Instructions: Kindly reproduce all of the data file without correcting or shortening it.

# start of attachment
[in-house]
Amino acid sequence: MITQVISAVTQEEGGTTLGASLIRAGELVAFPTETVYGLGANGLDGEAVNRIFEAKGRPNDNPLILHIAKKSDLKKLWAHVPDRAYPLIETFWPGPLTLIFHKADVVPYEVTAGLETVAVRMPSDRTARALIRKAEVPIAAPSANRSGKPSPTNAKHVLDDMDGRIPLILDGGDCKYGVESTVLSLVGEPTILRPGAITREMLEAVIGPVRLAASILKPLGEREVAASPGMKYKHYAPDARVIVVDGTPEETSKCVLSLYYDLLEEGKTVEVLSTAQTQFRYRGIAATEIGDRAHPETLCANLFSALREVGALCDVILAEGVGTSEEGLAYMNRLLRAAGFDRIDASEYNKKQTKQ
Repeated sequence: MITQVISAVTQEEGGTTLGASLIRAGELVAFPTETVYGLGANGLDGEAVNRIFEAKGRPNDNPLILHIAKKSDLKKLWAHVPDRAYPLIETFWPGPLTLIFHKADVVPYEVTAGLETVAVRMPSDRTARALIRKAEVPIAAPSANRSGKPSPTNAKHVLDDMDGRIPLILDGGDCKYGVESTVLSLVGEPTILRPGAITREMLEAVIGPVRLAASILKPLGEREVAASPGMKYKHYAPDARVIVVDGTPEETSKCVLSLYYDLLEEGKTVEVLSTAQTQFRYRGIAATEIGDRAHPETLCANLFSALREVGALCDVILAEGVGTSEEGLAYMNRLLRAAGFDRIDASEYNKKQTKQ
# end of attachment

[in-house]
Amino acid sequence: MITQVISAVTQEEGGTTLGASLIRAGELVAFPTETVYGLGANGLDGEAVNRIFEAKGRPNDNPLILHIAKKSDLKKLWAHVPDRAYPLIETFWPGPLTLIFHKADVVPYEVTAGLETVAVRMPSDRTARALIRKAEVPIAAPSANRSGKPSPTNAKHVLDDMDGRIPLILDGGDCKYGVESTVLSLVGEPTILRPGAITREMLEAVIGPVRLAASILKPLGEREVAASPGMKYKHYAPDARVIVVDGTPEETSKCVLSLYYDLLEEGKTVEVLSTAQTQFRYRGIAATEIGDRAHPETLCANLFSALREVGALCDVILAEGVGTSEEGLAYMNRLLRAAGFDRIDASEYNKKQTKQ
Repeated sequence: MITQVISAVTQEEGGTTLGASLIRAGELVAFPTETVYGLGANGLDGEAVNRIFEAKGRPNDNPLILHIAKKSDLKKLWAHVPDRAYPLIETFWPGPLTLIFHKADVVPYEVTAGLETVAVRMPSDRTARALIRKAEVPIAAPSANRSGKPSPTNAKHVLDDMDGRIPLILDGGDCKYGVESTVLSLVGEPTILRPGAITREMLEAVIGPVRLAASILKPLGEREVAASPGMKYKHYAPDARVIVVDGTPEETSKCVLSLYYDLLEEGKTVEVLSTAQTQFRYRGIAATEIGDRAHPETLCANLFSALREVGALCDVILAEGVGTSEEGLAYMNRLLRAAGFDRIDASEYNKKQTKQ